“How to beat aches and pains if you’re a firefighter”
by Nathan Wei, MD, FACP, FACR
Nathan Wei is a nationally known board-certified rheumatologist and author of the Second Opinion Arthritis Treatment Kit. It's available exclusively at this website... not available in stores.
Click here: Second Opinion Arthritis Treatment Kit
The image of the firefighter was burned into the consciousness of all Americans after 9/11.
It was probably the first time that people of all persuasions recognized the courage as well as the physical demands of the firefighting profession. Being a firefighter is a rewarding and satisfying career. But being a professional firefighter can also lead to PAIN!
Being a firefighter is a set up for neck pain. The long hours spent lifting and carrying equipment... along with the driving you often need to do can lead to neck strain. This causes muscle aches in the neck and shoulders. You can also get headaches. So what do you do? Well, first, recognize that this is going to happen if you don’t take frequent breaks particularly if you hold your head in one position for a long time. It’s a good idea to stretch before and after your chores. Also, if you sling a bag over your shoulder for your equipment and supplies... this can lead to neck pain. Distribute the weight over both shoulders or make more trips.
Try to avoid heavy loads altogether if you have a neck problem. Obviously not practical for most. So... make sure neck strengthening exercises are a part of your fitness program. And speaking of fitness, you owe it to yourself to be in the best physical shape possible. Go above and beyond what is expected. If you have a heavy load, try making more trips instead of trying to haul everything all at once.
Your shoulders can also hurt. When you work with your arms held in one position… and especially if you work with your arms above shoulder level, you can run into a problem called impingement syndrome. This is when your rotator cuff tendons get pinched. It’s a common problem. Specific stretching exercises for the shoulder before and after you do any type of activity that requires arm movement should help. Also, make sure you take frequent breaks. Ice packs after you work sometimes help with the pain as do over-the-counter anti-inflammatory medicines.
Elbow pain is a common problem after any type of repetitive arm motion. Doing any type of repetitive activity can lead to painful condition called lateral epicondylitis. This is a type of tendonitis that affects the outside part of the elbow. Stretching before you work can help as can stretching and ice after you work. Anti-inflammatory medicines, an elbow band, and physical therapy also can help. Do not get a cortisone injection! This injection may help with the pain short term but it weakens tendon tissue. Instead, get an injection of platelet-rich plasma (PRP). This is a concentrate of blood that contains many platelets. Platelets are cells that are loaded with growth and healing factors. PRP will help with pain and will rebuild damaged tendon tissue.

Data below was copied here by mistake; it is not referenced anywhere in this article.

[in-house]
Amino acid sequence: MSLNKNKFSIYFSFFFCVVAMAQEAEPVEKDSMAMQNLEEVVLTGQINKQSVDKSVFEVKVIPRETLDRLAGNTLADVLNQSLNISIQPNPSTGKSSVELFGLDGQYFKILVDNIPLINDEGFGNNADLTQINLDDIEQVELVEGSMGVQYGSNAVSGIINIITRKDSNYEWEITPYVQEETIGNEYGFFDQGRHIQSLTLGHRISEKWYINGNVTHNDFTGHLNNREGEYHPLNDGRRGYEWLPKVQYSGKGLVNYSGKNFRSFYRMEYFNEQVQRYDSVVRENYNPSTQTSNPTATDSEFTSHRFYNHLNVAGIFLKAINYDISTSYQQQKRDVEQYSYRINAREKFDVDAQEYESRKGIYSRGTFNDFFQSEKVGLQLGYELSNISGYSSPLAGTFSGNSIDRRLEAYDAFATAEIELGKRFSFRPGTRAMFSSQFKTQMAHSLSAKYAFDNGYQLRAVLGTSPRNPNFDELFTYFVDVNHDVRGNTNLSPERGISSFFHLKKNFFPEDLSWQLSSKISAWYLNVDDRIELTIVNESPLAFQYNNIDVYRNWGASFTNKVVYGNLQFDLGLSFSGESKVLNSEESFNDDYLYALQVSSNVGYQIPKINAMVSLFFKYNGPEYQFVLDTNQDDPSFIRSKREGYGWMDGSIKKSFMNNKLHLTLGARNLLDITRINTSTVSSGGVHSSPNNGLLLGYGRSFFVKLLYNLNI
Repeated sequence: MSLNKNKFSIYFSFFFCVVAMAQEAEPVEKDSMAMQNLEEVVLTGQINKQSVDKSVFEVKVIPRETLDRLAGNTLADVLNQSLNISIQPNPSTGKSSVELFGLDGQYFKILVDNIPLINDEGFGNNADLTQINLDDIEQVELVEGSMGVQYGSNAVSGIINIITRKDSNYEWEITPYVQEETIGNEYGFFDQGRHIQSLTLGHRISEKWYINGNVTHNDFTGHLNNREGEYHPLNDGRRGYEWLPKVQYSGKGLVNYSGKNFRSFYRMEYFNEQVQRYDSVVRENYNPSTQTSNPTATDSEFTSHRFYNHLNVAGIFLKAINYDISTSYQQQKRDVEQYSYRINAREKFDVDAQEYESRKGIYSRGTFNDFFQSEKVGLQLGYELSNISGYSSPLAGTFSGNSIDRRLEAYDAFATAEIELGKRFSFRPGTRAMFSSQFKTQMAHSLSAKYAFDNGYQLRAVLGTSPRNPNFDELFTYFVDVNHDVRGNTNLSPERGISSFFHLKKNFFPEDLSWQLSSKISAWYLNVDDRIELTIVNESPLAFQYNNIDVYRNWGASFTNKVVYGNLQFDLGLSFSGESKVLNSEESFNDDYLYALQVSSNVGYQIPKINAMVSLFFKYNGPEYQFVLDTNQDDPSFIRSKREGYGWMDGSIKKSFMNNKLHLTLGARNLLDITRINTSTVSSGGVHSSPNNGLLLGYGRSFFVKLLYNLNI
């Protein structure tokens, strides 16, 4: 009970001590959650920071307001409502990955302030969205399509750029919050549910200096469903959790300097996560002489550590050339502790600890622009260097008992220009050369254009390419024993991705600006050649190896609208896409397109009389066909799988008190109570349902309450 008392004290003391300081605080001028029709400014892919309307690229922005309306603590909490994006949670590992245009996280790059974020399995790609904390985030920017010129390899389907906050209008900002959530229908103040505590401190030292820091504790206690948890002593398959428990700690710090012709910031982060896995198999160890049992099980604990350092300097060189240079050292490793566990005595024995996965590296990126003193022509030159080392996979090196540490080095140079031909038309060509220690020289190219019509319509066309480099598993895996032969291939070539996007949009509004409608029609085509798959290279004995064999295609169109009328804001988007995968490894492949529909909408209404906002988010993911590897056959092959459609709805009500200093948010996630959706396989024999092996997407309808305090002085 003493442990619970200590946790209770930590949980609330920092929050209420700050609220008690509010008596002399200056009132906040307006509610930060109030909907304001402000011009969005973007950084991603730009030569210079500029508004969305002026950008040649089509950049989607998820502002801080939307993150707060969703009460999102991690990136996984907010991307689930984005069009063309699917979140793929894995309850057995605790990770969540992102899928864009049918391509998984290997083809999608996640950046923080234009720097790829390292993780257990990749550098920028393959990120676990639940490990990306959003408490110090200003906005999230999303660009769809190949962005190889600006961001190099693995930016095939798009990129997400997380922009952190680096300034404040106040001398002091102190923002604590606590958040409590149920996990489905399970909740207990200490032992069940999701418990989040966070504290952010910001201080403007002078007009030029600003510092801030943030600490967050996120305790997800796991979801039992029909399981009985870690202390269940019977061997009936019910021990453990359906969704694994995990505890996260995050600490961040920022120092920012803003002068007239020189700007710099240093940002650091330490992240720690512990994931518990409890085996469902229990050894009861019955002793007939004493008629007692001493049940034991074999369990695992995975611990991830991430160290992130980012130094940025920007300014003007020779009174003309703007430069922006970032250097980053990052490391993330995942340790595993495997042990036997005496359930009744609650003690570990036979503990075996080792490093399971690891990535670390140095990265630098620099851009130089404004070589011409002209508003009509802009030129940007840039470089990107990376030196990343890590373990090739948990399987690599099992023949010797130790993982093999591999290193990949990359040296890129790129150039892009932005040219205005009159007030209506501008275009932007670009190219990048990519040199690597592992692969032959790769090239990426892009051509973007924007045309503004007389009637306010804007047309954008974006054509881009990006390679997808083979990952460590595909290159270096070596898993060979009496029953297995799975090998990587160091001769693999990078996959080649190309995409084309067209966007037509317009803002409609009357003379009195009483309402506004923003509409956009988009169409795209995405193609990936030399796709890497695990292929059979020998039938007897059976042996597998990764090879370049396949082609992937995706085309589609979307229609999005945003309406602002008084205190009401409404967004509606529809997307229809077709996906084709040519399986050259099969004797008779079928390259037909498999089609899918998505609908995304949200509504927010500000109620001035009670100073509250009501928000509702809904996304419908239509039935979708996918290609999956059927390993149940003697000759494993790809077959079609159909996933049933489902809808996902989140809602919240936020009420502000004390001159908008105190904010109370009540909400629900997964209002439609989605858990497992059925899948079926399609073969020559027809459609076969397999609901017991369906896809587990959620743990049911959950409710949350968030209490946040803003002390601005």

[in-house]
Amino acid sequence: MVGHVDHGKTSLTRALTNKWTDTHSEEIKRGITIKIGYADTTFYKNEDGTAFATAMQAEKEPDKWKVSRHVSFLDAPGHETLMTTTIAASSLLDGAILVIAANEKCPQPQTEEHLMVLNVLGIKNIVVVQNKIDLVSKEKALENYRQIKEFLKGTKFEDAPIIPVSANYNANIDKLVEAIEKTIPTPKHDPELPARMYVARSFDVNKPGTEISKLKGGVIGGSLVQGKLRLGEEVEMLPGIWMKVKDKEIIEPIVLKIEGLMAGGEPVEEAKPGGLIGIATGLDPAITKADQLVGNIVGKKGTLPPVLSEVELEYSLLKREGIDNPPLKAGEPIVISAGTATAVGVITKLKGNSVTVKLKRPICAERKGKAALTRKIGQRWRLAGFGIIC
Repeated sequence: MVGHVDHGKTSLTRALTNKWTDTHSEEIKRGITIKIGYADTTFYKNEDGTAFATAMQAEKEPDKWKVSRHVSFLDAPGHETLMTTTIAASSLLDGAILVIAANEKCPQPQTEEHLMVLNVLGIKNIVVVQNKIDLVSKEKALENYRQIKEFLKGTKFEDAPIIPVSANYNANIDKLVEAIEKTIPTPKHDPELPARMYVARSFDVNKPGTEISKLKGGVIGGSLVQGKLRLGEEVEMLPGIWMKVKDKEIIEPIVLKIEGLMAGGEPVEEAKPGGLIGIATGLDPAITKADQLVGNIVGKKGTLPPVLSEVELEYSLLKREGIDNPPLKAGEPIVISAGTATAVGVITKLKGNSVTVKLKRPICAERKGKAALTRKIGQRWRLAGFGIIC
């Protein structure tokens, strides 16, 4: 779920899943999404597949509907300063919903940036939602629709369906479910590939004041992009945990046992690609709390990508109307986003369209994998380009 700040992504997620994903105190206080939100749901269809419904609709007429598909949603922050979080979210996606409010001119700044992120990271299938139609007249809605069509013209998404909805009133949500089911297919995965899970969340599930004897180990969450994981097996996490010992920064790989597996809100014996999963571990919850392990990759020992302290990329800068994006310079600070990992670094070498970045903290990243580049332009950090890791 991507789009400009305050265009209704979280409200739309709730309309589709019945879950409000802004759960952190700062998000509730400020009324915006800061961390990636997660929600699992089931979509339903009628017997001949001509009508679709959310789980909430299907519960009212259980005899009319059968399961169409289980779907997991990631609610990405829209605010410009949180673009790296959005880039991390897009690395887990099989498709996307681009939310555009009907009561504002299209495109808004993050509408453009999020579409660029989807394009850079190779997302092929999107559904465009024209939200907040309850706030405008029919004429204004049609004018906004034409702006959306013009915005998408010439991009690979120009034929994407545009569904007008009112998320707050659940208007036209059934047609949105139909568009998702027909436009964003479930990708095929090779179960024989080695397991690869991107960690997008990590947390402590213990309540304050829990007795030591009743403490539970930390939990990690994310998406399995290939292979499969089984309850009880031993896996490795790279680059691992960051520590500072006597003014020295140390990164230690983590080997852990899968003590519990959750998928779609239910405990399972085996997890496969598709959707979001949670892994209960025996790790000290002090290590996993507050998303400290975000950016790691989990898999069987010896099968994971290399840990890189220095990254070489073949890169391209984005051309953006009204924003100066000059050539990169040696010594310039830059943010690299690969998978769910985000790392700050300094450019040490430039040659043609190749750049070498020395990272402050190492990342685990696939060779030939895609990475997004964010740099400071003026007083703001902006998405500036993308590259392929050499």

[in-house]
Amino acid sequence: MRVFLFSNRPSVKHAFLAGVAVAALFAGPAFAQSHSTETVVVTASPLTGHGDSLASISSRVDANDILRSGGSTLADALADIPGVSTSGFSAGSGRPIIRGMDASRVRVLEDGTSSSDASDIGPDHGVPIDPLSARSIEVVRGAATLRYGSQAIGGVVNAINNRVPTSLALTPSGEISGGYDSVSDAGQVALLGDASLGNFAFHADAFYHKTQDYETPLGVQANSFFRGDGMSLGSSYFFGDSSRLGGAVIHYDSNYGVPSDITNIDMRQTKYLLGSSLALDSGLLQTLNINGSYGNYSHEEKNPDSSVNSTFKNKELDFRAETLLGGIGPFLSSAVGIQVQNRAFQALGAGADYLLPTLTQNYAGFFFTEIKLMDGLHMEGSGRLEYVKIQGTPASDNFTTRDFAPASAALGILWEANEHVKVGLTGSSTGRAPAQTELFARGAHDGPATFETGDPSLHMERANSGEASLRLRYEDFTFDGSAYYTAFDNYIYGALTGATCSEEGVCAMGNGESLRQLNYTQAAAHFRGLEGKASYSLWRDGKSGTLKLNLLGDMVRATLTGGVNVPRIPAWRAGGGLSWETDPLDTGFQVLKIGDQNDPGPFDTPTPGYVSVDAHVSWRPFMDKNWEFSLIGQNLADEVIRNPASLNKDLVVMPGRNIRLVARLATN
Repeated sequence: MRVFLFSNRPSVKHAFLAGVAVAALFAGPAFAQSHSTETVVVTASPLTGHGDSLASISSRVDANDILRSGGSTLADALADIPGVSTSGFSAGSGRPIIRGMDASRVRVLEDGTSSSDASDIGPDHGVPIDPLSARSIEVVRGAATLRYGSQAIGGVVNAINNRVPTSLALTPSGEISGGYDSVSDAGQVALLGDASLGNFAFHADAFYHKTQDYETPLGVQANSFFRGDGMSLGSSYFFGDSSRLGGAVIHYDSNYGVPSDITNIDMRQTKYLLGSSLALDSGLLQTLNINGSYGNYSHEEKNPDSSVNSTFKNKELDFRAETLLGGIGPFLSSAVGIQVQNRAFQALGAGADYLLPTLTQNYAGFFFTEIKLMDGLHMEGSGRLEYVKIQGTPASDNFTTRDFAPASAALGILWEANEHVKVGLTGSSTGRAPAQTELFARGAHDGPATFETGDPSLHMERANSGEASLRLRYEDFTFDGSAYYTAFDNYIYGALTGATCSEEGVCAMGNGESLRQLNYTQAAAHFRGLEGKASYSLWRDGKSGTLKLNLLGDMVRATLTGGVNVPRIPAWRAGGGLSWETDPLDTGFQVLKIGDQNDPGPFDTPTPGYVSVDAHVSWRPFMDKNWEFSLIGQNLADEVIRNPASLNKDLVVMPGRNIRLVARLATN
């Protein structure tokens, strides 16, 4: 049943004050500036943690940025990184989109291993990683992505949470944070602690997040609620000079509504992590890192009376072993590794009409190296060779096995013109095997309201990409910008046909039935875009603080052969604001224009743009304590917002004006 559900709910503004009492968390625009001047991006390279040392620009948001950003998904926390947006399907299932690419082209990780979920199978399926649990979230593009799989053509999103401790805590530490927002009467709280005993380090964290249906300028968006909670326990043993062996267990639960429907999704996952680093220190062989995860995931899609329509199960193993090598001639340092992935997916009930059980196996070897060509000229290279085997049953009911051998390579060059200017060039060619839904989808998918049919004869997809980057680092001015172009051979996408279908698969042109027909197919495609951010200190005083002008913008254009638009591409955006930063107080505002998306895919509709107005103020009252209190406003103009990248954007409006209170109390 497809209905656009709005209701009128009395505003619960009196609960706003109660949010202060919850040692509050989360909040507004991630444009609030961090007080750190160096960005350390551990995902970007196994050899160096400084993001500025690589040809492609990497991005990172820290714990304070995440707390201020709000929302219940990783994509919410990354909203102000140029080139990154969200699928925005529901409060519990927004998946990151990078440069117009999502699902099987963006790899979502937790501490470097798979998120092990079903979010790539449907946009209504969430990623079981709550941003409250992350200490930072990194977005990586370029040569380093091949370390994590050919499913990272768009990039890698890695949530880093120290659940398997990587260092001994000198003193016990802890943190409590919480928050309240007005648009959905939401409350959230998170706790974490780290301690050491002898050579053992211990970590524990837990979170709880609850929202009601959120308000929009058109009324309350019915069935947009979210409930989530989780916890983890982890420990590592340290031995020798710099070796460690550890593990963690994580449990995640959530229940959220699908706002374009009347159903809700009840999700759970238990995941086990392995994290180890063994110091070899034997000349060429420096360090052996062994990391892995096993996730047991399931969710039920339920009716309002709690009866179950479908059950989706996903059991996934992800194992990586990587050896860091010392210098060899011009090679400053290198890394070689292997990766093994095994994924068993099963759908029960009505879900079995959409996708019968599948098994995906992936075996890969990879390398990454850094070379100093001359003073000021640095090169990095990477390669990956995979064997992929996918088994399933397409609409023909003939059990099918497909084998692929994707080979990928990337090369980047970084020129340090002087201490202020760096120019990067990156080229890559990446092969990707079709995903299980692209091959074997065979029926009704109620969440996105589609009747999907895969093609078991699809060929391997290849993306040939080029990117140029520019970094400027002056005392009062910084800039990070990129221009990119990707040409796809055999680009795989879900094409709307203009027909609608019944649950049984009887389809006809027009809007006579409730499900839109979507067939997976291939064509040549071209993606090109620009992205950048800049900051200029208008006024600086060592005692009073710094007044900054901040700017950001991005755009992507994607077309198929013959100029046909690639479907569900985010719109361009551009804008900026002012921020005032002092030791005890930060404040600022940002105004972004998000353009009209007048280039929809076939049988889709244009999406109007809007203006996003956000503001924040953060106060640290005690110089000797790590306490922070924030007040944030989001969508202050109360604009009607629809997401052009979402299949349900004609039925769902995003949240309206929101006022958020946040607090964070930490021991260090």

Hand and wrist pain is another common problem. Carpal tunnel syndrome is a condition where the median nerve into the hand gets pinched. This causes pain, numbness, and tingling in the hand. Treatment consists of physical therapy, a splint, and sometime injecting with steroid. In some instances, surgery is required. Different forms of tendonitis can also develop after using your hands and wrists. You can get trigger finger where the finger seems to stick. A painful tendonitis of the thumb can also be a result of repetitive activity.
Low back pain can come on from standing too long in one place or by lifting and carrying heavy articles. Make sure you lift with your legs. You may need to go down on one knee before you lift. Keep your back straight and your head up. Test the item you’re going to lift before you lift it. Don’t twist. Stretch before you work and also afterward. Use ice packs if you strain your back. Over the counter medication can sometimes help also. See your doctor if the pain is severe or doesn’t go away within a day or two.
If it’s going to be chilly and you are going to work outside, use hand warmers. You can get these at most camp supply stores.
Jumping... especially if you jump onto hard surfaces from heights can cause a tremendous amount of stress on the low back, hips, and knees. Learn the techniques that will lessen the impact loading on these areas. Remember the slogan, “Practice safe sex”? You need to practice safe jumping. Knee pain can result if you’re not careful when you squat. Be careful not to go down too long or with too much weight. Walking on uneven ground can also hurt your knees. Sitting in the truck can lead to a stiff low back, hips, or knees... or all three!
Make sure you stretch. Moist heat can help loosen things up. Acute injuries though should be treated with ice!
Wear comfortable shoes to protect your ankles and feet. If you have chronic foot pain you may need to wear orthotics (inserts that help support your feet).
Get more information about arthritis and related conditions as well as...
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• The stiff penalties you face if you ignore this type of hip pain...
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Click here Second Opinion Arthritis Treatment Kit
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